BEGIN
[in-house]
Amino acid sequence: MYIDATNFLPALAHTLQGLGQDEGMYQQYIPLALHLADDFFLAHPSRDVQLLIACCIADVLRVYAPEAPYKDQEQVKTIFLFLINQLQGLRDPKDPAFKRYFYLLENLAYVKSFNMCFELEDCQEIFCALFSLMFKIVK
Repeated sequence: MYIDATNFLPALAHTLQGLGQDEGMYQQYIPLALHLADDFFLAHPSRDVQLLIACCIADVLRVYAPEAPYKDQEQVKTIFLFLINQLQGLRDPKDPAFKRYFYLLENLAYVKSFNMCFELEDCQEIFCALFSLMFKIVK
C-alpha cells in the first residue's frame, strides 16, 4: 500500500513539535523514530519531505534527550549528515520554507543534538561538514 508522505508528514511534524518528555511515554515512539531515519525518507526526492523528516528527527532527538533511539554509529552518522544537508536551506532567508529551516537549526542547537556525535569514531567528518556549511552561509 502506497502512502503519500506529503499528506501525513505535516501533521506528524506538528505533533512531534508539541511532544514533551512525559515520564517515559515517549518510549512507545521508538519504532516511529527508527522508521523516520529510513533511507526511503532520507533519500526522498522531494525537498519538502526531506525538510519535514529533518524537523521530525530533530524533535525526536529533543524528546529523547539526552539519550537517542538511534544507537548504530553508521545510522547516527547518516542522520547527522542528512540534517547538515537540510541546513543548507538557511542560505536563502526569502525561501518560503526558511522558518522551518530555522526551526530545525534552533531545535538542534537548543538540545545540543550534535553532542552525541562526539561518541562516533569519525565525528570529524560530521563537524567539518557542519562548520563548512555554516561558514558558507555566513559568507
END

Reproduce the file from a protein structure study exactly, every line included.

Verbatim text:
[in-house]
Amino acid sequence: MYIDATNFLPALAHTLQGLGQDEGMYQQYIPLALHLADDFFLAHPSRDVQLLIACCIADVLRVYAPEAPYKDQEQVKTIFLFLINQLQGLRDPKDPAFKRYFYLLENLAYVKSFNMCFELEDCQEIFCALFSLMFKIVK
Repeated sequence: MYIDATNFLPALAHTLQGLGQDEGMYQQYIPLALHLADDFFLAHPSRDVQLLIACCIADVLRVYAPEAPYKDQEQVKTIFLFLINQLQGLRDPKDPAFKRYFYLLENLAYVKSFNMCFELEDCQEIFCALFSLMFKIVK
C-alpha cells in the first residue's frame, strides 16, 4: 500500500513539535523514530519531505534527550549528515520554507543534538561538514 508522505508528514511534524518528555511515554515512539531515519525518507526526492523528516528527527532527538533511539554509529552518522544537508536551506532567508529551516537549526542547537556525535569514531567528518556549511552561509 502506497502512502503519500506529503499528506501525513505535516501533521506528524506538528505533533512531534508539541511532544514533551512525559515520564517515559515517549518510549512507545521508538519504532516511529527508527522508521523516520529510513533511507526511503532520507533519500526522498522531494525537498519538502526531506525538510519535514529533518524537523521530525530533530524533535525526536529533543524528546529523547539526552539519550537517542538511534544507537548504530553508521545510522547516527547518516542522520547527522542528512540534517547538515537540510541546513543548507538557511542560505536563502526569502525561501518560503526558511522558518522551518530555522526551526530545525534552533531545535538542534537548543538540545545540543550534535553532542552525541562526539561518541562516533569519525565525528570529524560530521563537524567539518557542519562548520563548512555554516561558514558558507555566513559568507